recimg /setcurrent c:\win8img

Remember to change the name and location for the image file if you didn’t use the ones we used in our example above. This process takes just a second. Then type exit at the command window to close it…

Windows 8 Refresh/Reset: Refresh Set Current Image

You should now copy the image file to an external source in case your hard drive ever gives you trouble and you can’t access the file. You can copy it to an external hard drive or a network drive. To do this, browse to the location where you saved the image file. You’ll find a folder with the name you chose for the image. Inside the folder is the actual image file, dubbed “CustomRefresh.wim.” Simply copy the entire folder to your chosen destination…

Windows 8 Refresh/Reset: Refresh Copy Folder

Okay, so let’s say Windows start misbehaving, and you want to refresh it. The process is the same as running a normal refresh.

Launch the Charms bar, click on the Settings charm, and then select the link to “Change PC settings.” In the PC Settings window, click on the General category. Scroll down to the bottom of the right pane until you see the setting to “Refresh your PC without affecting your files.” Click on the Get Started button to kick off the process…

Windows 8 Refresh/Reset: Refresh Settings

A “Refresh your PC” message appears, explaining exactly what’s going to happen. Click Next…

Windows 8 Refresh/Reset: Refresh Description

Then, at the “Ready to refresh your PC” screen, click Refresh…

Windows 8 Refresh/Reset: Refresh Ready to Refresh Screen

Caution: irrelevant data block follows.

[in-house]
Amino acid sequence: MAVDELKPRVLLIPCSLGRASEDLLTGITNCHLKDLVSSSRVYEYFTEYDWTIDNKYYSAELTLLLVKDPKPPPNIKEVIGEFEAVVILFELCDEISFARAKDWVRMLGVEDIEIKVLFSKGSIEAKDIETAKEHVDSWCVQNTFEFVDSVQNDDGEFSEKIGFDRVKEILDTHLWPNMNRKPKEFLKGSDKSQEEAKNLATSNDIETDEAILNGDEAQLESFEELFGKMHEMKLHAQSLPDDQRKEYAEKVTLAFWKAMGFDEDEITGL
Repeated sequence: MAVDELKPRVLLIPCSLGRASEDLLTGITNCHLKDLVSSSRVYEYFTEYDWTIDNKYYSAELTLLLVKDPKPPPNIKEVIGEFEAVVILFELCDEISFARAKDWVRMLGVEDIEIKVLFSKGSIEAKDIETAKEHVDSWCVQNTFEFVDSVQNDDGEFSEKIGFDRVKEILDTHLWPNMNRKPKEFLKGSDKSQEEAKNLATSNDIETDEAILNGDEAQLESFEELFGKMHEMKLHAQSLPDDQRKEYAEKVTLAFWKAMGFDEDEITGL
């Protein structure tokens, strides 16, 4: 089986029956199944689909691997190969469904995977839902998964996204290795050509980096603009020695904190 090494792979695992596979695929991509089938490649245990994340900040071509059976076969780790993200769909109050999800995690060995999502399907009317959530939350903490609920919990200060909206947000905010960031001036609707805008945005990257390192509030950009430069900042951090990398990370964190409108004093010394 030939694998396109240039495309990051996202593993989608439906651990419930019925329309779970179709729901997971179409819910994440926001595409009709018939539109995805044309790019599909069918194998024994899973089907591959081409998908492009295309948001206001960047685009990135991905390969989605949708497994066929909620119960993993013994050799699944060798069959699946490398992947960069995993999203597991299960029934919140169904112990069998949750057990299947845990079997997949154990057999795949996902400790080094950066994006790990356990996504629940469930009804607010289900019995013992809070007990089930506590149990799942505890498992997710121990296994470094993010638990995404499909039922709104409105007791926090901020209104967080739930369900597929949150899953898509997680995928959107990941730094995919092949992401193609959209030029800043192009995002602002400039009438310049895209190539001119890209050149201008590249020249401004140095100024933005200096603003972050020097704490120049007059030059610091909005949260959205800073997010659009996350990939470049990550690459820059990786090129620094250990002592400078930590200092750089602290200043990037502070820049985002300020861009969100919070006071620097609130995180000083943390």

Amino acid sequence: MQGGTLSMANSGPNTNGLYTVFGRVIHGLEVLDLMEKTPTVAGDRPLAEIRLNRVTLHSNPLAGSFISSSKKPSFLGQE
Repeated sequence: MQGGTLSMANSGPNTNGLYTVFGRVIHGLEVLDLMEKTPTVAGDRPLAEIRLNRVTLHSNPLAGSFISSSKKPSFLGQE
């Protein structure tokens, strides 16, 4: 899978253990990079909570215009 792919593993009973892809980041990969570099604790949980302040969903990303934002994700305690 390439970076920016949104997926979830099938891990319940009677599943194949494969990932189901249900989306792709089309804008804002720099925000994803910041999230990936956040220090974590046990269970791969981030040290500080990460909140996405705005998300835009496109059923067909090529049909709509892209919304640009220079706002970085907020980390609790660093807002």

Windows restarts and goes through all of its refresh gyrations to bring your PC back to the image you set as the default. After the refresh completes, log back into Windows 8. You can now survey the Start screen, desktop, personal folders, and other areas to confirm that Windows is back to the way it was when you created the image…

Windows 8 Refresh/Reset: Refresh - Refreshed Windows 8 Start Screen

You can also automate the Windows image-creation process, if you like.

How to Refresh Windows 8 From an Image, Part Two

Don’t like wrestling with command prompts? You can build an old-fashioned but always reliable batch file to store the refresh commands, and simply run that file anytime to trigger the process. Here’s how.

At the Start screen, type notepad. Click on the Notepad tile to open the program…

Windows 8 Refresh/Reset: Refresh - Refreshed Open Notepad

Type this as the first line in your Notepad file (assuming you want to name the image “win8img”):

recimg /createimage c:\win8img

Press Enter, and then type this as the second line:

recimg /setcurrent c:\win8img

The Notepad screen should look like this…

Windows 8 Refresh/Reset: Refresh - Notepad Commands

Close the file. When prompted to save it, name it something like “win8refresh.bat”; you can choose any filename you want, but make sure to save it with the “.bat” extension and not the “.txt” extension. Save it in a convenient spot, such as your Windows desktop…

Windows 8 Refresh/Reset: Refresh - Save Notepad File

To create the image file, make sure you’re at the desktop. Right-click on the icon for your new batch file, then select “Run as administrator” from the pop-up menu…

Windows 8 Refresh/Reset: Refresh - Run File as Admin

Like before, click the Yes button if a User Account Control message pops up, asking if you want to allow the following program to make changes to this computer…

Windows 8 Refresh/Reset: Refresh - UAC Box